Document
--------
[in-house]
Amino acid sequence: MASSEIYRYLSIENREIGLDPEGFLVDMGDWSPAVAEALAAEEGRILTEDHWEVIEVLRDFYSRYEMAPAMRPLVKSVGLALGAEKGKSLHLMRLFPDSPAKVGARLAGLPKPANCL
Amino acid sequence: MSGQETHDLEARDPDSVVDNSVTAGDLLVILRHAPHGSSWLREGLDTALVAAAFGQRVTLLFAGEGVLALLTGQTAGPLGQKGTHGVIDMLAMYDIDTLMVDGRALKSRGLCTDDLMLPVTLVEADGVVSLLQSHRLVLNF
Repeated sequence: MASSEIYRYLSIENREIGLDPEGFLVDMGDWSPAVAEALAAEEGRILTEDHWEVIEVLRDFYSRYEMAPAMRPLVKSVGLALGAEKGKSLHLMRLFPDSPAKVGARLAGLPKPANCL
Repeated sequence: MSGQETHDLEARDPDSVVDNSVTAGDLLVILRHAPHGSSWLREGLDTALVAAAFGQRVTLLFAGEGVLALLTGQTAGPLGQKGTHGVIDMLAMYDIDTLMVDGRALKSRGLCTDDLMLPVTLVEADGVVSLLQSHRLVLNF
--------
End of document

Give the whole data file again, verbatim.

[in-house]
Amino acid sequence: MASSEIYRYLSIENREIGLDPEGFLVDMGDWSPAVAEALAAEEGRILTEDHWEVIEVLRDFYSRYEMAPAMRPLVKSVGLALGAEKGKSLHLMRLFPDSPAKVGARLAGLPKPANCL
Amino acid sequence: MSGQETHDLEARDPDSVVDNSVTAGDLLVILRHAPHGSSWLREGLDTALVAAAFGQRVTLLFAGEGVLALLTGQTAGPLGQKGTHGVIDMLAMYDIDTLMVDGRALKSRGLCTDDLMLPVTLVEADGVVSLLQSHRLVLNF
Repeated sequence: MASSEIYRYLSIENREIGLDPEGFLVDMGDWSPAVAEALAAEEGRILTEDHWEVIEVLRDFYSRYEMAPAMRPLVKSVGLALGAEKGKSLHLMRLFPDSPAKVGARLAGLPKPANCL
Repeated sequence: MSGQETHDLEARDPDSVVDNSVTAGDLLVILRHAPHGSSWLREGLDTALVAAAFGQRVTLLFAGEGVLALLTGQTAGPLGQKGTHGVIDMLAMYDIDTLMVDGRALKSRGLCTDDLMLPVTLVEADGVVSLLQSHRLVLNF